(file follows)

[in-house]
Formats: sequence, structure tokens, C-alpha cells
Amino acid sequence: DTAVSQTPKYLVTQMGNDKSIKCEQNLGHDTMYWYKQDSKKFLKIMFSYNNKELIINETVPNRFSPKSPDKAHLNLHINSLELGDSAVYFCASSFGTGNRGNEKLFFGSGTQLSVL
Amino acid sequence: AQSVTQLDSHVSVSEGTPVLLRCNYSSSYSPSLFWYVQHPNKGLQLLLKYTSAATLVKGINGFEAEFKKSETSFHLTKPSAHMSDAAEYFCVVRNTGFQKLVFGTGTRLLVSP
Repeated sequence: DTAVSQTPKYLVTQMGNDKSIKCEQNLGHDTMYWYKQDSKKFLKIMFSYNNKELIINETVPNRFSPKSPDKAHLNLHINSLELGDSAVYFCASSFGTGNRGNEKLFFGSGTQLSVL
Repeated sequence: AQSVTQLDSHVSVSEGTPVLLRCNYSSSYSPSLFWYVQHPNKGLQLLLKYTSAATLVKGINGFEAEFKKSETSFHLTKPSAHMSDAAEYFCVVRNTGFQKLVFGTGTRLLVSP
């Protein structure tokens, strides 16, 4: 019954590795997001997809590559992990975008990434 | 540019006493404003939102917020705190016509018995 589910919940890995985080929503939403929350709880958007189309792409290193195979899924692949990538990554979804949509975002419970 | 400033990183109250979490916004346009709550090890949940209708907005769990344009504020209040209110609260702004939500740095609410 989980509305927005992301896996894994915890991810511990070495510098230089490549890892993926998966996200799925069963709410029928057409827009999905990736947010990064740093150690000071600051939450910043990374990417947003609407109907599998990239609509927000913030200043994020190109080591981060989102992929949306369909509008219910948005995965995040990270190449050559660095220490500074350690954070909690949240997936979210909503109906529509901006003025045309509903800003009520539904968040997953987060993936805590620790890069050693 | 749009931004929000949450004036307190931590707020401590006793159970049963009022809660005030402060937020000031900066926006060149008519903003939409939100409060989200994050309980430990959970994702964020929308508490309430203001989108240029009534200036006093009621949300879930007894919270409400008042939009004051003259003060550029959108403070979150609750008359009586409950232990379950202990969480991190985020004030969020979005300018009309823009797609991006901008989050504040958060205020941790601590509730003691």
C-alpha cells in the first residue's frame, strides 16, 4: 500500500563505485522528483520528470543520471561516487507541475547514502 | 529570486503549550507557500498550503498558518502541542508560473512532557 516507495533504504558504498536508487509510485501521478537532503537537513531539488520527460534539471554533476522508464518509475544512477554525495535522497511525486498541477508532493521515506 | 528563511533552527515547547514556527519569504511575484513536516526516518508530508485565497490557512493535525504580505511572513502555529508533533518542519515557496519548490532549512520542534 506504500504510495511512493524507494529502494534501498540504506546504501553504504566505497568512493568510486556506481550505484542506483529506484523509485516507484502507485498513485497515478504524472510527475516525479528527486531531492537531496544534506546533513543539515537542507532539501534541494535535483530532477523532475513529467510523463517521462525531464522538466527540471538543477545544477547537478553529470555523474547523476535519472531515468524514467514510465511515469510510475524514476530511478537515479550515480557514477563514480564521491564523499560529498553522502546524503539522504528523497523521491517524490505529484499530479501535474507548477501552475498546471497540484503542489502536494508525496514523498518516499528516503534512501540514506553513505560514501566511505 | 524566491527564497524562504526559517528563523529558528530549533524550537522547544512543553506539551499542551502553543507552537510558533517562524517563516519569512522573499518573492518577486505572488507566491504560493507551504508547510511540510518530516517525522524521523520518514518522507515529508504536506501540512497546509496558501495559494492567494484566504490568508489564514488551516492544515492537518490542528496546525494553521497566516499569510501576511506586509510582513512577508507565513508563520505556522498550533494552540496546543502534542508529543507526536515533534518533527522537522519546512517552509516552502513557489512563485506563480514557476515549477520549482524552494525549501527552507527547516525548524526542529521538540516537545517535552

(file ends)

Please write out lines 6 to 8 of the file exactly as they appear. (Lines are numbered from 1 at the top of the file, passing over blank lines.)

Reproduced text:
Repeated sequence: AQSVTQLDSHVSVSEGTPVLLRCNYSSSYSPSLFWYVQHPNKGLQLLLKYTSAATLVKGINGFEAEFKKSETSFHLTKPSAHMSDAAEYFCVVRNTGFQKLVFGTGTRLLVSP
């Protein structure tokens, strides 16, 4: 019954590795997001997809590559992990975008990434 | 540019006493404003939102917020705190016509018995 589910919940890995985080929503939403929350709880958007189309792409290193195979899924692949990538990554979804949509975002419970 | 400033990183109250979490916004346009709550090890949940209708907005769990344009504020209040209110609260702004939500740095609410 989980509305927005992301896996894994915890991810511990070495510098230089490549890892993926998966996200799925069963709410029928057409827009999905990736947010990064740093150690000071600051939450910043990374990417947003609407109907599998990239609509927000913030200043994020190109080591981060989102992929949306369909509008219910948005995965995040990270190449050559660095220490500074350690954070909690949240997936979210909503109906529509901006003025045309509903800003009520539904968040997953987060993936805590620790890069050693 | 749009931004929000949450004036307190931590707020401590006793159970049963009022809660005030402060937020000031900066926006060149008519903003939409939100409060989200994050309980430990959970994702964020929308508490309430203001989108240029009534200036006093009621949300879930007894919270409400008042939009004051003259003060550029959108403070979150609750008359009586409950232990379950202990969480991190985020004030969020979005300018009309823009797609991006901008989050504040958060205020941790601590509730003691």
C-alpha cells in the first residue's frame, strides 16, 4: 500500500563505485522528483520528470543520471561516487507541475547514502 | 529570486503549550507557500498550503498558518502541542508560473512532557 516507495533504504558504498536508487509510485501521478537532503537537513531539488520527460534539471554533476522508464518509475544512477554525495535522497511525486498541477508532493521515506 | 528563511533552527515547547514556527519569504511575484513536516526516518508530508485565497490557512493535525504580505511572513502555529508533533518542519515557496519548490532549512520542534 506504500504510495511512493524507494529502494534501498540504506546504501553504504566505497568512493568510486556506481550505484542506483529506484523509485516507484502507485498513485497515478504524472510527475516525479528527486531531492537531496544534506546533513543539515537542507532539501534541494535535483530532477523532475513529467510523463517521462525531464522538466527540471538543477545544477547537478553529470555523474547523476535519472531515468524514467514510465511515469510510475524514476530511478537515479550515480557514477563514480564521491564523499560529498553522502546524503539522504528523497523521491517524490505529484499530479501535474507548477501552475498546471497540484503542489502536494508525496514523498518516499528516503534512501540514506553513505560514501566511505 | 524566491527564497524562504526559517528563523529558528530549533524550537522547544512543553506539551499542551502553543507552537510558533517562524517563516519569512522573499518573492518577486505572488507566491504560493507551504508547510511540510518530516517525522524521523520518514518522507515529508504536506501540512497546509496558501495559494492567494484566504490568508489564514488551516492544515492537518490542528496546525494553521497566516499569510501576511506586509510582513512577508507565513508563520505556522498550533494552540496546543502534542508529543507526536515533534518533527522537522519546512517552509516552502513557489512563485506563480514557476515549477520549482524552494525549501527552507527547516525548524526542529521538540516537545517535552